In our environment, we provide user certificates to sign or encrypt emails. This is an internal setting, meaning the CA is internal to our organization (not a public CA) and handled by our Active Directory PKI.

User certificates are emitted with a duration of one year and automatically renewed by the PKI.

There is however a side effect in Outlook: Whenever a user open an email that was signed or encrypted by a certificate that has since expired, Outlook do not check to see if said certificate has been renewed and issue a warning message stating that the certificate is invalid requiring the user to force the displaying of the message and ignore the warnings.

Outlook Error Message

This is a very bad thing for user education and awareness ("ignore Outlook certificate warnings...")

Given I did not found a way for Outlook to behave properly, I am considering an alternate solution: Issue certificates with unlimited (very long) duration, this way a user certificate will become invalid only after revocation by the PKI (when the user leaves the organization).

This looks like an appropriate policy, but are there any side effects? I did not found any recommendations / best practices by Microsoft so I am wondering if others have experience with this setting and if it is useful to set expiry date for internal user certificates.

1 Answer 1


The reason for the certificate's current invalidity is not relevant. If Outlook, or any client software, presents a different conclusion regarding the validity of a signature from either type of certificate (expired, or revoked) then the software is broken and a bug report should be filed with the vendor.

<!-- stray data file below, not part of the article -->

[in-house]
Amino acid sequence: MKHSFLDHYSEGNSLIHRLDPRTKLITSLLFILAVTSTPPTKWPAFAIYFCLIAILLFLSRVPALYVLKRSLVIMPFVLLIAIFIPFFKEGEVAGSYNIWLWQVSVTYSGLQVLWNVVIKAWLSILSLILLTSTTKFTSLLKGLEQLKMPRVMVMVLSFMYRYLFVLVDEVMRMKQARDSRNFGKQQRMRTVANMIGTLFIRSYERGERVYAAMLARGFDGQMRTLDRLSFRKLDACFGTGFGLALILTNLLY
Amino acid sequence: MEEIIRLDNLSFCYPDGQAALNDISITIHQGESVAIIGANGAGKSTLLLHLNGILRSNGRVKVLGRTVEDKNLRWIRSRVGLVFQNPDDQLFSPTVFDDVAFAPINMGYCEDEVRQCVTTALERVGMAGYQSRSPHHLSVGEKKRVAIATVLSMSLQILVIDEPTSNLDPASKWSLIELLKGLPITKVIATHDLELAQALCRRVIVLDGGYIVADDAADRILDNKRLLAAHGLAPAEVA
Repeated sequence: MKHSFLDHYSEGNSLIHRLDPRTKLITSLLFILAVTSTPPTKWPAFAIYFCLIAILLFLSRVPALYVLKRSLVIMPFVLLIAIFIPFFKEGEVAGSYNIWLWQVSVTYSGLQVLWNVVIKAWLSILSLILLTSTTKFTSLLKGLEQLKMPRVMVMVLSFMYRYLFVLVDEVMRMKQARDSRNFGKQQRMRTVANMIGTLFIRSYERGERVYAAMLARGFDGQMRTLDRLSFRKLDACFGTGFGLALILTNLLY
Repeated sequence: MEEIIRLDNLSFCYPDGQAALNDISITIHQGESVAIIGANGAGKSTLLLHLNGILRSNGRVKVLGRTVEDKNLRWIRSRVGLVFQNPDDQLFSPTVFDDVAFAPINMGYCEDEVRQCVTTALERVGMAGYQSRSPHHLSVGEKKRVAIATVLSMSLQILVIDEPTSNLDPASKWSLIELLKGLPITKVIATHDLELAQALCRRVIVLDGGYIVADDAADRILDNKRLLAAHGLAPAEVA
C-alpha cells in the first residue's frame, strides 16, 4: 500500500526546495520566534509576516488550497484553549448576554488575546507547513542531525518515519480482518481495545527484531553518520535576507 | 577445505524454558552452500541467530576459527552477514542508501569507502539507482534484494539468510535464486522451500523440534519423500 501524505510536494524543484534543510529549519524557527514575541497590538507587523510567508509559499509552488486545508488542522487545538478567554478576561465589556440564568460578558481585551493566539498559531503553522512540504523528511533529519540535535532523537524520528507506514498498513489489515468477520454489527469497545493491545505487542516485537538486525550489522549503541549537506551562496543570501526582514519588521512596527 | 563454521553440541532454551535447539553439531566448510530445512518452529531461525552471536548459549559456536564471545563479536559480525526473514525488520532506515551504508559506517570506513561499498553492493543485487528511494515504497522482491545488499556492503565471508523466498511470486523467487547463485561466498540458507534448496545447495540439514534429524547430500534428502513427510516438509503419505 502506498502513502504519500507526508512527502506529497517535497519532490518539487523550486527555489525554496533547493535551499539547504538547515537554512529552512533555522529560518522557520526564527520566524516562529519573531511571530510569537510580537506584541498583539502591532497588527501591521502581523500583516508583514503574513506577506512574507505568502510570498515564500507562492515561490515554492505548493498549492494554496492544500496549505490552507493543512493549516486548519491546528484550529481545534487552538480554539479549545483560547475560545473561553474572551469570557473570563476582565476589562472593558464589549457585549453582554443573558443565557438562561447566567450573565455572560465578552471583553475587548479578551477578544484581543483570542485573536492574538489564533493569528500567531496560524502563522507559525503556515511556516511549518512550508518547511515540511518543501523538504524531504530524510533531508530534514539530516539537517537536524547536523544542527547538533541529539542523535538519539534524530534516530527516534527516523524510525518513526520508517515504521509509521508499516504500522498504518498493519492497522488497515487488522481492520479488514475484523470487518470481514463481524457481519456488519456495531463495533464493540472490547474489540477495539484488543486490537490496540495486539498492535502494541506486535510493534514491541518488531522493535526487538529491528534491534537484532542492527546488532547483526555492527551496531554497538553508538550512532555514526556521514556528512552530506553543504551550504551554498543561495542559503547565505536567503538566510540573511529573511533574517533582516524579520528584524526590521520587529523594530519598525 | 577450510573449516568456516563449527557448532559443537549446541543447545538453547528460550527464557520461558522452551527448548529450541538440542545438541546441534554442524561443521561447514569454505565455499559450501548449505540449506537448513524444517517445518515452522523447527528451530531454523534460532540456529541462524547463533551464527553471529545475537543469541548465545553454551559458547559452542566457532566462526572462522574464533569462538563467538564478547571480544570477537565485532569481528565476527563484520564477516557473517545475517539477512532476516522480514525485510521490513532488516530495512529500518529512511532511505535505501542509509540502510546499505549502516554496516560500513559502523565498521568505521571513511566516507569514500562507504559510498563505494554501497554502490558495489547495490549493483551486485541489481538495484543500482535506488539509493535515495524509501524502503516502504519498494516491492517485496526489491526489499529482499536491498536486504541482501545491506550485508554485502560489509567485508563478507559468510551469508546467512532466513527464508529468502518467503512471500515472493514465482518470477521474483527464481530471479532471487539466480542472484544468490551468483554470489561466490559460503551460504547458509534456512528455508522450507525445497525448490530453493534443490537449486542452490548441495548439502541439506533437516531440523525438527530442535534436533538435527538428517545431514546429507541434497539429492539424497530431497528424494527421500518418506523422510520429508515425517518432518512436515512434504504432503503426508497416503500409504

If the signature was made while the certificate was valid, then the signature should (IMnsHO) be accepted as valid; if the signature was made after the certificate became invalid, then the signature must not be accepted as valid. The tricky bit is establishing when the signature was made relative to the invalidation of the certificate. It's likely that there is no simple solution; I expect something like this proposed distributed timestamp mechanism or this longstanding timestamps-by-email service would be useful.

It's probably going to require more user education in any case.

  • 1
    I agree with you that Outlook behavior is nonsensical, a mail signed/encrypted when the certificate was valid should still be valid. I did open a bug report for that but do not expect any answer other than "it's not a bug, it's a feature".
    – Samuel
    Mar 13, 2018 at 9:54

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